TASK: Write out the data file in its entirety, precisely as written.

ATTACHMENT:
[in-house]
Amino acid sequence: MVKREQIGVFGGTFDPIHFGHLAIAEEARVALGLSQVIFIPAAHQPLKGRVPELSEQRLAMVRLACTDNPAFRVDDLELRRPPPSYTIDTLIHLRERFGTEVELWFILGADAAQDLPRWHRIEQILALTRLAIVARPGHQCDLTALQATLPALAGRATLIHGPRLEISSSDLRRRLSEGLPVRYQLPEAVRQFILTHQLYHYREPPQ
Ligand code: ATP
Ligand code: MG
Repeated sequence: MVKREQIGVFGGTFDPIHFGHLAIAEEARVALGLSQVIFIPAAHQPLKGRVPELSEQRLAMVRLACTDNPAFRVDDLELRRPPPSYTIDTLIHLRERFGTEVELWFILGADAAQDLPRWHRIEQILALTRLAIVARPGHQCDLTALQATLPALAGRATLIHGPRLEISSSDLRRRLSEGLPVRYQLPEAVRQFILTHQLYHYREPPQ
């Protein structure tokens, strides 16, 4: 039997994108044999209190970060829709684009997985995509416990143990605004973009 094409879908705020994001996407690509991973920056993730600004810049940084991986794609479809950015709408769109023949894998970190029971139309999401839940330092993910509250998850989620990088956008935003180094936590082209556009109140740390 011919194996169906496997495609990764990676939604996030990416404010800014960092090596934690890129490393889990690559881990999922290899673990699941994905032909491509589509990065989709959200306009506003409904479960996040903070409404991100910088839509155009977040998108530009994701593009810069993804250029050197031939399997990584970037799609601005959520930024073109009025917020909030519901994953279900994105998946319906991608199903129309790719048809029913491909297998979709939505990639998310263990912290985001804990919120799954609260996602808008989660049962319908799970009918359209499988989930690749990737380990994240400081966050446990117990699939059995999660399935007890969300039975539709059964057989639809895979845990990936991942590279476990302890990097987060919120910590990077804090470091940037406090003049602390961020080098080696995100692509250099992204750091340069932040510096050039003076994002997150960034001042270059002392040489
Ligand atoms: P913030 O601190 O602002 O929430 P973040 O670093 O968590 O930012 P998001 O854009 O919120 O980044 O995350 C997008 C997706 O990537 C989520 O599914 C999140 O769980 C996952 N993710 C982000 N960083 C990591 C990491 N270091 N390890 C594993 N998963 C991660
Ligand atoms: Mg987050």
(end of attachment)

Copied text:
[in-house]
Amino acid sequence: MVKREQIGVFGGTFDPIHFGHLAIAEEARVALGLSQVIFIPAAHQPLKGRVPELSEQRLAMVRLACTDNPAFRVDDLELRRPPPSYTIDTLIHLRERFGTEVELWFILGADAAQDLPRWHRIEQILALTRLAIVARPGHQCDLTALQATLPALAGRATLIHGPRLEISSSDLRRRLSEGLPVRYQLPEAVRQFILTHQLYHYREPPQ
Ligand code: ATP
Ligand code: MG
Repeated sequence: MVKREQIGVFGGTFDPIHFGHLAIAEEARVALGLSQVIFIPAAHQPLKGRVPELSEQRLAMVRLACTDNPAFRVDDLELRRPPPSYTIDTLIHLRERFGTEVELWFILGADAAQDLPRWHRIEQILALTRLAIVARPGHQCDLTALQATLPALAGRATLIHGPRLEISSSDLRRRLSEGLPVRYQLPEAVRQFILTHQLYHYREPPQ
């Protein structure tokens, strides 16, 4: 039997994108044999209190970060829709684009997985995509416990143990605004973009 094409879908705020994001996407690509991973920056993730600004810049940084991986794609479809950015709408769109023949894998970190029971139309999401839940330092993910509250998850989620990088956008935003180094936590082209556009109140740390 011919194996169906496997495609990764990676939604996030990416404010800014960092090596934690890129490393889990690559881990999922290899673990699941994905032909491509589509990065989709959200306009506003409904479960996040903070409404991100910088839509155009977040998108530009994701593009810069993804250029050197031939399997990584970037799609601005959520930024073109009025917020909030519901994953279900994105998946319906991608199903129309790719048809029913491909297998979709939505990639998310263990912290985001804990919120799954609260996602808008989660049962319908799970009918359209499988989930690749990737380990994240400081966050446990117990699939059995999660399935007890969300039975539709059964057989639809895979845990990936991942590279476990302890990097987060919120910590990077804090470091940037406090003049602390961020080098080696995100692509250099992204750091340069932040510096050039003076994002997150960034001042270059002392040489
Ligand atoms: P913030 O601190 O602002 O929430 P973040 O670093 O968590 O930012 P998001 O854009 O919120 O980044 O995350 C997008 C997706 O990537 C989520 O599914 C999140 O769980 C996952 N993710 C982000 N960083 C990591 C990491 N270091 N390890 C594993 N998963 C991660
Ligand atoms: Mg987050």